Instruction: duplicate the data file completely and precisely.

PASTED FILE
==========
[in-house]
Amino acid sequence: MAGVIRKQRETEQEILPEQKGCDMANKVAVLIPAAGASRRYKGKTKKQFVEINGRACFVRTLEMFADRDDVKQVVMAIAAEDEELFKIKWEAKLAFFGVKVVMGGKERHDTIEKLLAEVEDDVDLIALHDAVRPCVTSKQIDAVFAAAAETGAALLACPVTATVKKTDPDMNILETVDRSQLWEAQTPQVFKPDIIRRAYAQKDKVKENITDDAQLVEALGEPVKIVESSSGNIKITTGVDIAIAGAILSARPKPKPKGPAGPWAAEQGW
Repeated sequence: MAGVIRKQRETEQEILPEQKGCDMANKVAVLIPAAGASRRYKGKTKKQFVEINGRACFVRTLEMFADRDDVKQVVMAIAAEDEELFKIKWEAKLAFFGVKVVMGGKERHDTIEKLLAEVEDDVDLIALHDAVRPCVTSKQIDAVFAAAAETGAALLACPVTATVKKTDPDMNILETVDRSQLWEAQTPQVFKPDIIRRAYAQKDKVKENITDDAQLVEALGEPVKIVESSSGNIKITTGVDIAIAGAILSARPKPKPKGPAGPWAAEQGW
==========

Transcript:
[in-house]
Amino acid sequence: MAGVIRKQRETEQEILPEQKGCDMANKVAVLIPAAGASRRYKGKTKKQFVEINGRACFVRTLEMFADRDDVKQVVMAIAAEDEELFKIKWEAKLAFFGVKVVMGGKERHDTIEKLLAEVEDDVDLIALHDAVRPCVTSKQIDAVFAAAAETGAALLACPVTATVKKTDPDMNILETVDRSQLWEAQTPQVFKPDIIRRAYAQKDKVKENITDDAQLVEALGEPVKIVESSSGNIKITTGVDIAIAGAILSARPKPKPKGPAGPWAAEQGW
Repeated sequence: MAGVIRKQRETEQEILPEQKGCDMANKVAVLIPAAGASRRYKGKTKKQFVEINGRACFVRTLEMFADRDDVKQVVMAIAAEDEELFKIKWEAKLAFFGVKVVMGGKERHDTIEKLLAEVEDDVDLIALHDAVRPCVTSKQIDAVFAAAAETGAALLACPVTATVKKTDPDMNILETVDRSQLWEAQTPQVFKPDIIRRAYAQKDKVKENITDDAQLVEALGEPVKIVESSSGNIKITTGVDIAIAGAILSARPKPKPKGPAGPWAAEQGW